HH owner Mario Klip with the Amsterdam Hen House

Amsterdam Hen House:Photo by Tim Porter / Marin Magazine


Welcome to Holland Hen Houses

Come and check out our houses at the Marin County Fair (6-30/7-4)!

Occasionally we have floor models or trade ins available - call us for details at 415-888 8264

Questions to ask yourself when buying a hen house?

How many chickens can I keep in my hen house?

Too many hens in an enclosed space can lead to aggressive pecking and unsanitary conditions. All of our hen houses (also called a ‘coop’) are elevated to created additional floor space underneath them and easy access to the house. We have indicated in the description of our houses how many chickens each hen houses will comfortably accommodate.

 

Do I need a ‘run’ too or just a hen house?

We recommend a run because chickens can have access to scratch in the dirt in fresh air while you are at work and they will be safe from predators. If you have the space a coop can sit in an enclosed (and covered) yard but most people opt for a run as it requires a smaller space.  Along with concerns about predators, chickens may nibble at your plants so you may want to restrict their hours of free-ranging in your garden. More importantly you need a covered run with adequate drainage. Chickens are not like ducks and cannot be kept in a muddy and wet environment. This is why our runs are covered and slope to the side to direct water away.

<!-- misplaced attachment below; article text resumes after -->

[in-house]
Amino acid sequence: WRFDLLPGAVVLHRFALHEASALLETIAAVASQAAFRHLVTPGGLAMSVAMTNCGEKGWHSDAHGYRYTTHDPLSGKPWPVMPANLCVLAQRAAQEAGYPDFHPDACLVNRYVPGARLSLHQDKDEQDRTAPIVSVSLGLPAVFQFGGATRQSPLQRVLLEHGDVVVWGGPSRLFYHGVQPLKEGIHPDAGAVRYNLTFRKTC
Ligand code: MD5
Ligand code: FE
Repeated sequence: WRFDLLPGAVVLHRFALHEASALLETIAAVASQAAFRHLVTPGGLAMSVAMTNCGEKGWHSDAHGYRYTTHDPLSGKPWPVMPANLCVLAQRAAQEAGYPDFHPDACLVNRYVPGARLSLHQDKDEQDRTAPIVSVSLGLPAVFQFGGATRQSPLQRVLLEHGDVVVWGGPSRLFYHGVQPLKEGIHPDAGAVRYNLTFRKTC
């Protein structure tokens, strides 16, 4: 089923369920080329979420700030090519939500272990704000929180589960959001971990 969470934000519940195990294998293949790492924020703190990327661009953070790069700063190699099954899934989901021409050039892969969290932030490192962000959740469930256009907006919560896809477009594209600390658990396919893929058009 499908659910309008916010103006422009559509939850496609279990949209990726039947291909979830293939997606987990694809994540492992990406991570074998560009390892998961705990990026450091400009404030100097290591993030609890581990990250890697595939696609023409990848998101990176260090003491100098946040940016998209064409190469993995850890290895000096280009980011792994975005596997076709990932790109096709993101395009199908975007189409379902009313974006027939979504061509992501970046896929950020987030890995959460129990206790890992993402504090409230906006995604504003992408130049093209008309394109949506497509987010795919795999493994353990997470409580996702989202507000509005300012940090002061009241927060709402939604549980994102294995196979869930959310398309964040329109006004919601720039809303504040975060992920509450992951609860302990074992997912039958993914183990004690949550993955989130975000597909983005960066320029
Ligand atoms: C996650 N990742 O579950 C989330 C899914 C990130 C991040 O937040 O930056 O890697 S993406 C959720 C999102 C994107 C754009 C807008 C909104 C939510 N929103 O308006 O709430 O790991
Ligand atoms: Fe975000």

Why Quality Matters

We believe that we make some of the highest quality, best looking coops and runs. While there are less expensive houses on the market, this is generally due to inferior building materials than the quality that we provide:

 

Why not a more traditional tin roof?

While many chicken coops are outfitted with these, ask yourself this:  have you ever been inside of a shed with a tin roof when it rained, or on a blistering hot day?  A tin covered hen house essentially becomes a drum, echoing each rain drop that hits it. In addition, it offers no insulation against extreme heat or cold. This is why we use exterior grade wood covered with roofing material.

 

The Scoop on Chicken Poop

Chickens poop a lot, and especially during the night when they digest their food while sleeping. Some hen houses are outfitted with a wire bottom like those used in industrial poultry operations, which requires you to scoop the chicken poop out from under the house. We believe that this is not an ideal setup in backyard situations, because the wire becomes caked with excrement that does not fall through, and the chicken manure alone is too ‘hot’ to be placed directly from the floor into plant beds. Alternatively we use a solid floor which we recommend covering with a layer of pine shavings, which have a pleasant scent and absorb the moisture and odor. When scooped out the shavings with manure can be placed around plants that are not too sensitive without burning them. The floor, roosts and nest boxes are all removable for cleaning.

 

Is it possible to customize my Holland Hen House?

Yes we have made a number of custom houses for apartments to estates. Let us know your needs and we can develop a chicken house and run to meet your particular needs.

If you have any further questions please do not hesitate to call us! 415 8888 264








chickens in the garden